On 3 November 2016, 10 scientists from the Cassava Diagnostic Project (CDP) published their work in the prestigious journal Nature: Scientific Reports – making widely available the results of research by a team of 5 women and 5 men from Australia, Tanzania, Uganda and the USA. Their paper focuses on why Cassava Brown Streak Virus (CBSV) has the potential to be more damaging than Ugandan Cassava Brown Streak Virus (UCBSV), and is titled Cassava brown streak virus has a rapidly evolving genome: implications for virus speciation, variability, diagnosis and host resistance.
The scientists used whole genome sequences from Next-Generation Sequencing data to create an innovative framework that treats these two groups of viruses as separate species. This analysis led to the discovery that not only does CBSV evolve faster than UCBSV, but that the mutations which result in physical changes are more common across the entire CBSV genome. This suggests that CBSV may be ‘outsmarting’ the immune system of the cassava, making it more destructive and harder to control than UCBSV.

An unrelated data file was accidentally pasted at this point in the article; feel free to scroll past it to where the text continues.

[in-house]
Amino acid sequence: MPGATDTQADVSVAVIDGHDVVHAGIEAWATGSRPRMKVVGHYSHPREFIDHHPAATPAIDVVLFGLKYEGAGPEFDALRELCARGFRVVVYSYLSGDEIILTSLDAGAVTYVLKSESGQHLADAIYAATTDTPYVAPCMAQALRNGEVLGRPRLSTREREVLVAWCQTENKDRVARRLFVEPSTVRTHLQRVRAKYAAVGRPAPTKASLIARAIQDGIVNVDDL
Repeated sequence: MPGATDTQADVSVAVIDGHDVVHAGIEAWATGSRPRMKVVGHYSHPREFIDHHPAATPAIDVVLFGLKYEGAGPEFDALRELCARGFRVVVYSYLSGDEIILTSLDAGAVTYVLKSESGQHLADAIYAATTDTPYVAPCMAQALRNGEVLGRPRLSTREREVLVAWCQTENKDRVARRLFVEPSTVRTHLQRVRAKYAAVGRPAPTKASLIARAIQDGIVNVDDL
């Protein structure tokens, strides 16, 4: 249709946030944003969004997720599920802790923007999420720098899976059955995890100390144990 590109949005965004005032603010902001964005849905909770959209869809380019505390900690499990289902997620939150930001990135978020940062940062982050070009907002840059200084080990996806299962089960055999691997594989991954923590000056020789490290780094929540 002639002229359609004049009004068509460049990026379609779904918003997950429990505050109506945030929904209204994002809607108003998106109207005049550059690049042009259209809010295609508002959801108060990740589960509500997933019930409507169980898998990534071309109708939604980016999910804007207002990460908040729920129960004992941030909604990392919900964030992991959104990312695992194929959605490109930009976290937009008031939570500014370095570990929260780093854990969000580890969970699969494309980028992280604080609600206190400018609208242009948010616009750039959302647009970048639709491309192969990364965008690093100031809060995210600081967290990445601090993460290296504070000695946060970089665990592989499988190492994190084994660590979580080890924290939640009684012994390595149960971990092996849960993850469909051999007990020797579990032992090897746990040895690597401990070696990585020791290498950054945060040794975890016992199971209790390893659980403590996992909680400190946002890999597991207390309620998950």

These are crucial findings that will go a long way towards helping the smallholder farmers dealing with the devastation caused by these viruses.
The paper can be read here: Alicai, T., Ndunguru, J., Sseruwagi, P., Tairo, F., Okao-Okuja, G. Nanvubya, R., Kiiza, L., Kubatko, K., Kehoe, M.A., and Boykin, L.M. 2016. Cassava brown streak virus has a rapidly evolving genome: implications for virus speciation, variability, diagnosis and host resistance. Scientific Reports.
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